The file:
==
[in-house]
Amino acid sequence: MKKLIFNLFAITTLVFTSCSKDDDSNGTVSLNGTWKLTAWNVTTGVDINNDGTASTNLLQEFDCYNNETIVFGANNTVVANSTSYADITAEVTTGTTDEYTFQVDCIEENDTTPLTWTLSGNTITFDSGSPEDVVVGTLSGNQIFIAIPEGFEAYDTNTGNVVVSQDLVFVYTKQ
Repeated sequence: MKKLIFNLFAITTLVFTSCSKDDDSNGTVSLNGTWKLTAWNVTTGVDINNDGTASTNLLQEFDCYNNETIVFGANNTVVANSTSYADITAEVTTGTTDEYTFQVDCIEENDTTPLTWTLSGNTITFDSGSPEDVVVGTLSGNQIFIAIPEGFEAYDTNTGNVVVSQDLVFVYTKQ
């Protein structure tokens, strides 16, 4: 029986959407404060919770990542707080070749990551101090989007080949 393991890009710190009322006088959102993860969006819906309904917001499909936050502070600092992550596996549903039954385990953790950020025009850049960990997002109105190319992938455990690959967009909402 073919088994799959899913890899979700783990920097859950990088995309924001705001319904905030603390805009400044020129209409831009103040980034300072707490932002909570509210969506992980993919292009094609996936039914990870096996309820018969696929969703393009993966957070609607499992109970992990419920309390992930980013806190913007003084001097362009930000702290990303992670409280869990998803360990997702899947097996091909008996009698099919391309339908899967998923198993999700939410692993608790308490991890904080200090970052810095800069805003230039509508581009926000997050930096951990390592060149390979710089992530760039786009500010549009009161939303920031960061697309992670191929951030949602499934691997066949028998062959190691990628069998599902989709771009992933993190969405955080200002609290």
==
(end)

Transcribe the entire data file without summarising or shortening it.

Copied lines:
[in-house]
Amino acid sequence: MKKLIFNLFAITTLVFTSCSKDDDSNGTVSLNGTWKLTAWNVTTGVDINNDGTASTNLLQEFDCYNNETIVFGANNTVVANSTSYADITAEVTTGTTDEYTFQVDCIEENDTTPLTWTLSGNTITFDSGSPEDVVVGTLSGNQIFIAIPEGFEAYDTNTGNVVVSQDLVFVYTKQ
Repeated sequence: MKKLIFNLFAITTLVFTSCSKDDDSNGTVSLNGTWKLTAWNVTTGVDINNDGTASTNLLQEFDCYNNETIVFGANNTVVANSTSYADITAEVTTGTTDEYTFQVDCIEENDTTPLTWTLSGNTITFDSGSPEDVVVGTLSGNQIFIAIPEGFEAYDTNTGNVVVSQDLVFVYTKQ
């Protein structure tokens, strides 16, 4: 029986959407404060919770990542707080070749990551101090989007080949 393991890009710190009322006088959102993860969006819906309904917001499909936050502070600092992550596996549903039954385990953790950020025009850049960990997002109105190319992938455990690959967009909402 073919088994799959899913890899979700783990920097859950990088995309924001705001319904905030603390805009400044020129209409831009103040980034300072707490932002909570509210969506992980993919292009094609996936039914990870096996309820018969696929969703393009993966957070609607499992109970992990419920309390992930980013806190913007003084001097362009930000702290990303992670409280869990998803360990997702899947097996091909008996009698099919391309339908899967998923198993999700939410692993608790308490991890904080200090970052810095800069805003230039509508581009926000997050930096951990390592060149390979710089992530760039786009500010549009009161939303920031960061697309992670191929951030949602499934691997066949028998062959190691990628069998599902989709771009992933993190969405955080200002609290």